Few Movie Stars Set to Attend White House Correspondents' Dinner
They may govern the free world's leading nation and regulate the globe's biggest economy, but when it comes to celebrities, Washingtonians are as starstruck as folks from Des Moines. That's why the annual White House Correspondents' dinner has assumed an outsized importance on the capitol social calendar and one of the reasons many locals are feeling let down by this year's dearth of A-list actors and film figures.
Apart from Robert De Niro, who is promoting a documentary on his artist father, there will only be a smattering of high-wattage names at Saturday night's edition of the annual event. A number of those involved with the dinner told the Washington Post this week that reduction in the number of celebrity guests is deliberate, reflecting a desire to put the evening's focus back on the journalists who cover the White House.
However, one Hollywood insider, who asked not to be identified, tells The Hollywood Reporter that the lack of swoon-worthy A-list movie stars shows that the lure of the event "has faded dramatically."
According to the source, "there are way too many A-listers who have had pretty weird experiences at the dinner. A lot of the people who have gone say they'll never do it again. The room is so crowded. It's uncontrolled. There's no limit to the number of people trying to get photos and autographs -- and there's no way to hide from it. It's like the stars are animals in a cage. People go crazy when they see them. They act like a bunch of kids at the Kids' Choice Awards."
Publicists tell their clients that it's OK to attend the dinner -- especially if they want publicity for a project -- but that they should be wary. This is a crowd that gropes and grabs. A few years ago, one drunken guest actually bared her breasts to Ben Affleck as he was walking to the men's restroom. (That was the last time he attended the dinner.) And it's not just the megastars who get the unwanted attention, which often comes from the correspondents' dates.
"They're infatuated with anyone who is sort of famous," according to one previous attendee. "People on reality TV shows are walking around like they're the secretary of state -- and they're actually getting their pictures taken with the real secretary."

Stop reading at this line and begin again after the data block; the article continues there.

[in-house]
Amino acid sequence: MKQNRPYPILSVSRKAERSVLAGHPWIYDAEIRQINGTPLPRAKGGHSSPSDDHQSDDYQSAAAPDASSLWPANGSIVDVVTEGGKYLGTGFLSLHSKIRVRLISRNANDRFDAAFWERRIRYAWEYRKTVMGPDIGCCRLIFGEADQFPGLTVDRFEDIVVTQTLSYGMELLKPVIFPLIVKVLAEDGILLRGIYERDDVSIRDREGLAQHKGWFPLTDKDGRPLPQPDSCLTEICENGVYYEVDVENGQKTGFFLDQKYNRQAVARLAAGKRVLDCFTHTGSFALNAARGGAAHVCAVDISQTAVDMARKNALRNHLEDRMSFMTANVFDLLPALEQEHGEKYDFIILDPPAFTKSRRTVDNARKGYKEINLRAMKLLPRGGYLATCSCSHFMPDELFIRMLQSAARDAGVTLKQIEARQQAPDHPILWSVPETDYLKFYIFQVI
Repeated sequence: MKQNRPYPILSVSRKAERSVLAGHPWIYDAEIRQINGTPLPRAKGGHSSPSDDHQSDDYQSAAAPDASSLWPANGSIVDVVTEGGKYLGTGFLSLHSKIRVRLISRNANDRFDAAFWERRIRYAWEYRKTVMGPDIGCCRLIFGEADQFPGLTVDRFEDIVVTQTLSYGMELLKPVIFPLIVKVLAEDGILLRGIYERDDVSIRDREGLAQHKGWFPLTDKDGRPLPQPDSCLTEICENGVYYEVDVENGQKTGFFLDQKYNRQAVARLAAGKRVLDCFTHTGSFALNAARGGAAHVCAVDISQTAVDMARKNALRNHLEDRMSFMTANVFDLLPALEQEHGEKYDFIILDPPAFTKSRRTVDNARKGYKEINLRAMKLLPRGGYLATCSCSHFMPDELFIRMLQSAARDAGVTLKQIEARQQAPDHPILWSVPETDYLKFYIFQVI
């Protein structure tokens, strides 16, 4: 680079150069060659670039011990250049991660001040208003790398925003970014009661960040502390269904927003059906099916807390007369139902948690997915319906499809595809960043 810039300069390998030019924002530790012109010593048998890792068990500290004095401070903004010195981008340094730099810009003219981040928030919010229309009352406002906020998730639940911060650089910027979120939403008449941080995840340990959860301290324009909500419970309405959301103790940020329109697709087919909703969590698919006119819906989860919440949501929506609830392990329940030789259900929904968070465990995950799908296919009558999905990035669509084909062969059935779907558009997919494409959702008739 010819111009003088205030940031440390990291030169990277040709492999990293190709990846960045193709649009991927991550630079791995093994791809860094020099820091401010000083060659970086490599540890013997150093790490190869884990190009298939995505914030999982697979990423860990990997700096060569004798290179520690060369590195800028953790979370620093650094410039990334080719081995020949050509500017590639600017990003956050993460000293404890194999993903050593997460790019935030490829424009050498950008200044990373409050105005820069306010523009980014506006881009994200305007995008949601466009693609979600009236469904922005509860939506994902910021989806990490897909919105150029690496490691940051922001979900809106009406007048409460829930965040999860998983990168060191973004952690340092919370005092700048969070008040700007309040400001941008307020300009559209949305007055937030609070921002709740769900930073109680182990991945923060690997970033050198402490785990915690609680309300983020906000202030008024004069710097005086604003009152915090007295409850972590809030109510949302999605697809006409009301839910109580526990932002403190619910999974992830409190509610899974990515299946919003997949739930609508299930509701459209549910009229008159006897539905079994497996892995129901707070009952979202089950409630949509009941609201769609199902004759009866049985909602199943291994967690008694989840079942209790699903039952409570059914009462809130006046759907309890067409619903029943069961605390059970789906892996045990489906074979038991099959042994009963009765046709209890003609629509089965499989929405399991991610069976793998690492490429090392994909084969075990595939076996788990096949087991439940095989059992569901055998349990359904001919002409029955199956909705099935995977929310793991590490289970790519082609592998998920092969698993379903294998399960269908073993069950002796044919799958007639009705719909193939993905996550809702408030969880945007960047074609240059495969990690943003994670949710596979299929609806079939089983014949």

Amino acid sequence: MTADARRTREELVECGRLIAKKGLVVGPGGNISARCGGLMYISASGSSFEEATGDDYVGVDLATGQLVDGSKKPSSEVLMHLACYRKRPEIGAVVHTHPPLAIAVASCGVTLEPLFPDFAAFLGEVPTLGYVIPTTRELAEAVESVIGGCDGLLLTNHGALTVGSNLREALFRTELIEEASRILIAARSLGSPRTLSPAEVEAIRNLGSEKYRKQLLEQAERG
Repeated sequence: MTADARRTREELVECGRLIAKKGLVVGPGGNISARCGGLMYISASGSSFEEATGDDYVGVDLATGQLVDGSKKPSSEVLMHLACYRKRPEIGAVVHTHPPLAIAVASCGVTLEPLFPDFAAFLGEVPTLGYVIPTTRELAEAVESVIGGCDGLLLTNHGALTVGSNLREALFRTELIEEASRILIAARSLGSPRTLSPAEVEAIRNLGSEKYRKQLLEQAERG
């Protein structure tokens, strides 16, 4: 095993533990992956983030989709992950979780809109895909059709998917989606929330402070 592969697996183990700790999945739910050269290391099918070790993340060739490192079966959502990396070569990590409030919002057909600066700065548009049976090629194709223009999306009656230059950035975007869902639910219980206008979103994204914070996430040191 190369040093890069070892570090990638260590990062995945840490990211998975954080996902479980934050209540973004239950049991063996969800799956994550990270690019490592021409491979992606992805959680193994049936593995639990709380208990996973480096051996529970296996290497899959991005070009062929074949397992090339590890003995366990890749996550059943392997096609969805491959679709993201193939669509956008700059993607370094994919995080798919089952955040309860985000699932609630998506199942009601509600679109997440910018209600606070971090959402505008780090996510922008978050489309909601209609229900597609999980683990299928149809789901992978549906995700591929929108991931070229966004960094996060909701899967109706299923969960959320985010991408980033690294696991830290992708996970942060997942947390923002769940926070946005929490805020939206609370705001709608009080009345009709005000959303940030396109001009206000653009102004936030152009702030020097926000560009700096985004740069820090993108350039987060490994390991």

With selfies currently en vogue, moreover, half a stars' tablemates are likely to behave like paparazzi outside the Ivy.
The Post noted this week that "some say this year's festivities may finally reflect a collective chastening brought on by years of backlash" against the way the Hollywood guests attract an outsized share of the evening's attention. "I think this year the celebrity focus will dim slightly," NPR media watcher Bob Garfield told the paper. "It's embarrassing to continually be embarrassed. … The year that Lindsay Lohan was sitting next to a Kardashian spawn -- I think at the FOX table -- pretty much represented not just the nadir of the White House Correspondents' dinner, but the nadir of American culture," Garfield added.
One longtime DC political consultant, who also declined to be named, told THR that there's probably less celebrity enthusiasm for this year's dinner as opposed to the 2013 event because President Barack Obama was fresh from his re-election victory, and many of those who attended that star-studded evening had raised funds for the president.
Among the celebrities willing to brave the crowd to attend this Saturday’s dinner are: director Steve McQueen and actress Lupita Nyong'o, director Alfonso Cuaron, Armie Hammer, Elizabeth Chambers and Patrick Duffy, all of whom will be sitting at Time's table. Other entertainment industry guests include Kristen Bell, Dax Shepard, Anna Kendrick, musicians will.i.am and Questlove, Jack O'Connell, Darren Criss, Kevin Hart, Madeleine Stowe, Gloria and Emilio Estefan, director Spike Jonze, Julianna Margulies, David McCallum, musician Brad Paisley, Tony Goldwyn, Bellamy Young, Darby Stanchfield, Hayden Panettiere, Chip Esten, Jesse Tyler Ferguson, Eric Stonestreet, and Sofia Vergara. For the most part, the TV stars are sitting at the tables obtained by their networks.
Netflix content honcho Ted Sarandos will have a big selection of castmembers from House of Cards, including Robin Wright, though not Kevin Spacey, who attended last year.